Software Craftsmanship: Coding Under The Influence

January 31, 2010 at 4:35 pm Leave a comment

Started following the software_craftsmanship group where there is a thread on vouching mechanisms and their inherent problem.  Who is an apprentice? What makes you a journeyman? A master? It seems clear that in terms of supply and demand, software development mastery is closely related to intelligence: Many of us are fairly certain that we have a lot of it. Ranking others “Ebay style” and being ranked ourselves is both highly subjective and somewhat discomfiting: What is our focus? Building great software or trying not to be voted off the island?

So what is a constructive way of telling what makes craftsmen tick? Who did they learn from? Who influenced their thinking? It seems that the question of lineage, in the Eastern tradition of acolytes and adepts, is of some significance.

In a fine display of craftsmanship, James Martin hits the nail on the head:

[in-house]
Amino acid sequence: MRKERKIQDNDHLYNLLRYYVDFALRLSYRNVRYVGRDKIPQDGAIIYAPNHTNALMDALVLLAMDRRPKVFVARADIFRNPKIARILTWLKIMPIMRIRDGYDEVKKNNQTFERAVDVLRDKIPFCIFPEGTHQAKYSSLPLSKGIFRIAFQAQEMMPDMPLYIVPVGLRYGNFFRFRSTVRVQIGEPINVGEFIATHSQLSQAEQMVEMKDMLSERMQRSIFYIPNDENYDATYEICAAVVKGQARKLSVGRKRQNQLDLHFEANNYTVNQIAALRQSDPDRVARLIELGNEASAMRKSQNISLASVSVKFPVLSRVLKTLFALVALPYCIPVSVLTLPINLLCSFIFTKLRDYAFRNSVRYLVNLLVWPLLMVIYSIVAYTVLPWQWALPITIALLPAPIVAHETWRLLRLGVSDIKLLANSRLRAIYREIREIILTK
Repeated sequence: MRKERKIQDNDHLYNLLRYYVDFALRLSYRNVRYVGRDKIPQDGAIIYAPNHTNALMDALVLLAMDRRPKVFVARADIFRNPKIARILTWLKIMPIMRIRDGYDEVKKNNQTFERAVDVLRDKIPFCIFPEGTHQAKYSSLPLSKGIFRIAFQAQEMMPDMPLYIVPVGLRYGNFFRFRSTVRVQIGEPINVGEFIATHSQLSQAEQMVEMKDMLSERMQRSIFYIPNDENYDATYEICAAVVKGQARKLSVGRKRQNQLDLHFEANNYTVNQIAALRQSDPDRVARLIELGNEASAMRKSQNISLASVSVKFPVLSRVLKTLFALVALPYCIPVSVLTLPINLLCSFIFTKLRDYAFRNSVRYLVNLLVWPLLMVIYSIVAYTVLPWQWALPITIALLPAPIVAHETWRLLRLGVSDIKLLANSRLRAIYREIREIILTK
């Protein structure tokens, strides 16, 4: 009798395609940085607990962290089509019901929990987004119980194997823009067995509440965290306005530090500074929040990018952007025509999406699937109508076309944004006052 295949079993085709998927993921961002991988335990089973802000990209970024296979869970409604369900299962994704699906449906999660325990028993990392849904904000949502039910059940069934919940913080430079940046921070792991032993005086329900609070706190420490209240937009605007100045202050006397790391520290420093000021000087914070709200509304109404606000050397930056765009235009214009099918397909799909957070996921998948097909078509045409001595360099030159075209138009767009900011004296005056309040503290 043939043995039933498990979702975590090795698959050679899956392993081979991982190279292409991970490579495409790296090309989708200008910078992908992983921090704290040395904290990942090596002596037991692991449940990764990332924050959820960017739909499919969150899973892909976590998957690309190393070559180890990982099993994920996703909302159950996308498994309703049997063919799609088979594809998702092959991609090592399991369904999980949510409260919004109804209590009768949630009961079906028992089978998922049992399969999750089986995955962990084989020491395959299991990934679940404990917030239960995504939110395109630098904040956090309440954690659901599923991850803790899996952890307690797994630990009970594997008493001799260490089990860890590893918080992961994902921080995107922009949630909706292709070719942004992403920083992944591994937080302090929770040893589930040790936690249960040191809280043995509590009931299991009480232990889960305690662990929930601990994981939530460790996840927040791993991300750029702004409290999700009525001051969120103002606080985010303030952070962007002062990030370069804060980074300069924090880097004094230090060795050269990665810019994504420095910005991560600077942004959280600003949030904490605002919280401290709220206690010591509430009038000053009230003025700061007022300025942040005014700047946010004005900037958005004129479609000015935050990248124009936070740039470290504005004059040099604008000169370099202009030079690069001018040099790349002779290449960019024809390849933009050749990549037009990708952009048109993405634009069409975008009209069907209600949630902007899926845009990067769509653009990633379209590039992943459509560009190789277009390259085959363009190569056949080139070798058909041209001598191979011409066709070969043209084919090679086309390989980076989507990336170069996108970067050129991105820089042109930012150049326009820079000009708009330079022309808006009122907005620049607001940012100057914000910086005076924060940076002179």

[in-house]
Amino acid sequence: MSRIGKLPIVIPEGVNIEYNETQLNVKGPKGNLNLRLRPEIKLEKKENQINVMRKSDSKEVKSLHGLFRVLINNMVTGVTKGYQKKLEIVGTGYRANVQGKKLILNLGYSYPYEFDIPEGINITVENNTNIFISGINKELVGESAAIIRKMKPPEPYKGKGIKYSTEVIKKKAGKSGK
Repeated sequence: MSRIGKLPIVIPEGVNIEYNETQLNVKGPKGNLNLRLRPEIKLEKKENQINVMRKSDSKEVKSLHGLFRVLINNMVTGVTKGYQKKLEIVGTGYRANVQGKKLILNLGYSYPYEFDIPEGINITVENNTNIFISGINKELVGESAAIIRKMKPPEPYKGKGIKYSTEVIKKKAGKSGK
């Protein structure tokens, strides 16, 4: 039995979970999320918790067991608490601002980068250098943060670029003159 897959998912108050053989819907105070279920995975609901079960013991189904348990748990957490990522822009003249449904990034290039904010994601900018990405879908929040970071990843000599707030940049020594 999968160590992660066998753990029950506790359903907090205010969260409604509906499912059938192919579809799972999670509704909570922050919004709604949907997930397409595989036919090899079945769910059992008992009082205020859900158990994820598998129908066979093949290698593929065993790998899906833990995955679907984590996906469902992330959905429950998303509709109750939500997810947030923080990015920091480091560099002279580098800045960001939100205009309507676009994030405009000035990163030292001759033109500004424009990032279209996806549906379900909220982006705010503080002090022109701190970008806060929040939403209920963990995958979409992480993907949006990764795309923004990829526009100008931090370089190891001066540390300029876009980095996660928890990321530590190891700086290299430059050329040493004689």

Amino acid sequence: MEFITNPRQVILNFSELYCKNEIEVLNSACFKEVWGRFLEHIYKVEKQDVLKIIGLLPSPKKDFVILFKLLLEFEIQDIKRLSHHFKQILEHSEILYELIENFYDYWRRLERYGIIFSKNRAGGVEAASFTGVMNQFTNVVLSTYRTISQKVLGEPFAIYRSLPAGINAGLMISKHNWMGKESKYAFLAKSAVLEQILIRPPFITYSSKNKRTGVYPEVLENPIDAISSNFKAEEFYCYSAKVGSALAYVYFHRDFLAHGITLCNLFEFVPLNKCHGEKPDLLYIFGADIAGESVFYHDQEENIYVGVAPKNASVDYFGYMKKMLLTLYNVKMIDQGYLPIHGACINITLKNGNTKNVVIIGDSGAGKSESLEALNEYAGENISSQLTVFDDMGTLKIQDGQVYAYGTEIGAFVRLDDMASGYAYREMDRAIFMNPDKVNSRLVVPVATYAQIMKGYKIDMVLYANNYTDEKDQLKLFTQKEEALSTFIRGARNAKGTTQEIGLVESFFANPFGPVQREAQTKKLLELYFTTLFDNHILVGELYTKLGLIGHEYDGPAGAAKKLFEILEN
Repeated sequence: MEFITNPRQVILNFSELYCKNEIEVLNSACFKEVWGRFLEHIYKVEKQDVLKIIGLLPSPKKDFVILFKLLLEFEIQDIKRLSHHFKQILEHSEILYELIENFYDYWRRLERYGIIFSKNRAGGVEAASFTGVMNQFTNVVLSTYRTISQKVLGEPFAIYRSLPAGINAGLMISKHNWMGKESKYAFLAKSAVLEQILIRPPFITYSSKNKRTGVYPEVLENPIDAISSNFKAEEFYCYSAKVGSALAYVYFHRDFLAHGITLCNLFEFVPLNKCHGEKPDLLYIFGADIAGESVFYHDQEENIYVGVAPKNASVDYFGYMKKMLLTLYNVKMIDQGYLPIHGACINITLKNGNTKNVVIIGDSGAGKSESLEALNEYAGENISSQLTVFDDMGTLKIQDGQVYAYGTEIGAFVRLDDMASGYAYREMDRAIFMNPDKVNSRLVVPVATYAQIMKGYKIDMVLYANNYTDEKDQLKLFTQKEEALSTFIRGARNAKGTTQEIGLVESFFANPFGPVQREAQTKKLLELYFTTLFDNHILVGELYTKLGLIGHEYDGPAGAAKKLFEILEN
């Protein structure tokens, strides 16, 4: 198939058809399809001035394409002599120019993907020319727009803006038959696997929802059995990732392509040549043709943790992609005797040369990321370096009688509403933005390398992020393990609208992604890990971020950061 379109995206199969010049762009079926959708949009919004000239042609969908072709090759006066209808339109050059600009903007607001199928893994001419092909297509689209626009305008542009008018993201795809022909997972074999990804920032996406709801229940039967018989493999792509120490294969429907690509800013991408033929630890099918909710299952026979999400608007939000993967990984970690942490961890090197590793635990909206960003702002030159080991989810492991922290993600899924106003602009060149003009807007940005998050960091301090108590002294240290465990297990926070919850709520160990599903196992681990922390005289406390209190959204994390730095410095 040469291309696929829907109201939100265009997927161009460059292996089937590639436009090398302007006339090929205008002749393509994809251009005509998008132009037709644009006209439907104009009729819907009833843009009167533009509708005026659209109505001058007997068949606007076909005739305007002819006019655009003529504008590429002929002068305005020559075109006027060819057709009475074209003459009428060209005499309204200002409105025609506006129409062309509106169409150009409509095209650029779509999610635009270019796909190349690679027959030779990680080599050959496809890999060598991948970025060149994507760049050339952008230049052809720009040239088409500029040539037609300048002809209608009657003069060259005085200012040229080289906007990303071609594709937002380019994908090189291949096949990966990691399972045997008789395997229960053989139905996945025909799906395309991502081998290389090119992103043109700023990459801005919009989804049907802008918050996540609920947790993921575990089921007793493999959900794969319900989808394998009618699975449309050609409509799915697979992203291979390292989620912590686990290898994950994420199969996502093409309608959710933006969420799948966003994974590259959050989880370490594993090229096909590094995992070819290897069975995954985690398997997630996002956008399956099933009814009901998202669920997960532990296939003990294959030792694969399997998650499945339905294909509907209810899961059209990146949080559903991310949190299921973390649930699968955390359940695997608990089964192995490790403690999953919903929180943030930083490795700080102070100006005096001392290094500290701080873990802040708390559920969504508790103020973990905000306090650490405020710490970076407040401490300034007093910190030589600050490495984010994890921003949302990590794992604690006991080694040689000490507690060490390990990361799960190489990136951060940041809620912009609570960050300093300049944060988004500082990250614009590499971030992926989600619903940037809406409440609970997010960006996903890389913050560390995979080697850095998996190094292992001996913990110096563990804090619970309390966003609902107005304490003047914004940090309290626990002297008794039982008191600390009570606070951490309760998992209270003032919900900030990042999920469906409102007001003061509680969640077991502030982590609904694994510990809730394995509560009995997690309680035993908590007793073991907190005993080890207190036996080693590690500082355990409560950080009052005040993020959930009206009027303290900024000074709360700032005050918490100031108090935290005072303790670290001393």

As an aspiring craftsman, I’d like to know who are the people that are well respected by other craftsmen because of something they’ve actually done, so I know who’s shoulders to stand on when I’m learning and honing my craft.

Fred Ballard tells us about Erdös numbers, an interesting concept.

From the Wikipedia entry:

The Erdős number (Hungarian pronunciation: [ˈɛrdøːʃ]) describes the "collaborative distance" between a person and mathematician Paul Erdős, as measured by authorship of mathematical papers.

Can we develop our own measure of “collaborative distance”? The mind boggles, recalls a long-ago beer-sodden night with Greg Young and Adam D. and does some storyboarding in commemoration:

Click to enlarge.



Entry filed under: People, Software Development.

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